Mitchell County Highway Named in Honor of Bluegrass Legend Del McCoury
October 26th, 2013 Ceremony Planned
Bluegrass legend Del McCoury will become a part of Mitchell County lore when a stretch of Hwy. 261 north of Bakersville bears his name. A ceremony to commemorate the naming of the road will take place on Oct. 26 starting at 9:30 a.m. at Lavonia Crest north of Bakersville.
McCoury, guitarist, a lead vocalist, and leader of the Del McCoury Band, is scheduled to attend the event, as well as North Carolina Governor Pat McCrory. “He is world-famous in bluegrass and has a childhood connection with Mitchell County,” said Mitchell County Board of Commissioners Chair Bill Slagle.
McCoury was born in York, Pa., but both his parents and his wife’s parents are Mitchell County natives. “Del McCoury has deep roots in WNC,” said Mitchell County Chamber Director Shirley Hise. “He is related to a lot of folks here. He is one of the most accomplished and renowned bluegrass musicians in the United States.” Hise said McCoury identifies with the community and with the state of North Carolina.
“McCoury’s name is synonymous with bluegrass,” said Angie Chandler, Executive Director of Blue Ridge National Heritage Area Partnership, which is collaborating with counties in Western North Carolina and the North Carolina Arts Council to develop the Blue Ridge Music Trails of North Carolina.
“Our mountains and foothills have a national reputation as a music-rich region, and our traditions of old-time string band music, ballad singing, and bluegrass are internationally renowned,” she said. “No other area of the country has had more impact on the development of the banjo as a bluegrass instrument than here in Western North Carolina. Del McCoury has exemplified that musical heritage through his 50-year career, his ability to appeal to younger and older audiences, and his innovation of various musical styles.”
McCoury is honored by the attention. He said he has a National Endowment of the Arts National Heritage Fellowship, is a member of the Grand Ole Opry, and is in the Bluegrass Hall of Fame, but this is something more. “It is a great honor to have a road named after you,” he said. “That stands forever.”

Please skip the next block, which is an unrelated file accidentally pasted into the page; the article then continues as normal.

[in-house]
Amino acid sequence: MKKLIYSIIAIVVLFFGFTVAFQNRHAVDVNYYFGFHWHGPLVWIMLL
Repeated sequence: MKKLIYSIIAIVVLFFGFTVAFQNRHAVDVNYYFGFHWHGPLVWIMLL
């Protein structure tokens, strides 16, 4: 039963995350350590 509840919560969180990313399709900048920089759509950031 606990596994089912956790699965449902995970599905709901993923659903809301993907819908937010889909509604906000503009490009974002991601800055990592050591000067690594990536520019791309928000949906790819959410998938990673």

McCoury said he wished his father were alive to see the highway get named for him.
He himself never lived in Mitchell County, but he did get to visit quite a bit. His father’s family was from Glen Ayre and his mother’s family was from Buladean.
McCoury traces his musical heritage back to his family. He remembers a tale about his mom’s father playing fiddle at the Cloudland Hotel, which was located at the top of Roan Mountain, and said the lore is part of his family heritage. “I’ve heard my kin folks talk about all those things,” he said.
The Del McCoury Band Releases
The Streets of Baltimore
Available in Stores and online September 17
“The picture on the cover, that’s Broadway in Baltimore, maybe back around the time I started playing in the clubs,” Del McCoury says with a smile. Then he adds, just before breaking into his signature, eyebrow-wiggling laugh, “Back then, you could get anything you needed down there—and a lot of things you didn’t need, too!”
It’s a long way from his apprenticeship in those Baltimore honky tonks in the late 1950s to his stature as the ultimate bluegrass ambassador today, but Del McCoury’s negotiated the path with enough perseverance, humility, good humor, adventurousness—not to mention talent and enthusiasm—to last a lifetime. Along the way, he’s earned not just the applause, but the passionate devotion of fans ranging from old-timers who remember those early days to country aficionados drawn in by his collaborations with Dierks Bentley, Charlie Daniels and Vince Gill to tie-dye-clad youngsters who’ve just learned about him from hearing artists like Phish and the Yonder Mountain String Band rave about—and perform—his music.
And lest you think that the open-mindedness that’s led McCoury into so many surprising collaborations and contexts comes from the younger generation, heed the words of Ronnie McCoury, who says of The Streets Of Baltimore, “That one’s all Dad’s!” And indeed, with sons Ronnie and Rob and their Del McCoury Band colleagues Jason Carter and Alan Bartram spending more time touring as The Travelin’ McCourys, the job of choosing songs for the album fell squarely on Del’s shoulders—and judging by the results, it’s clear that Del McCoury’s as creatively inspired as ever.
Where the Del McCoury Band’s last two projects—2012’s tribute to Bill Monroe (Old Memories) and 2011’s collaboration with the Preservation Hall Band, American Legacies —were built around themes, The Streets Of Baltimore shows McCoury and his award-winning band at their most relaxed and free-form. “I just put together a group of songs that I liked,” says Del. “And then we got into the studio and tried to make them sound good!”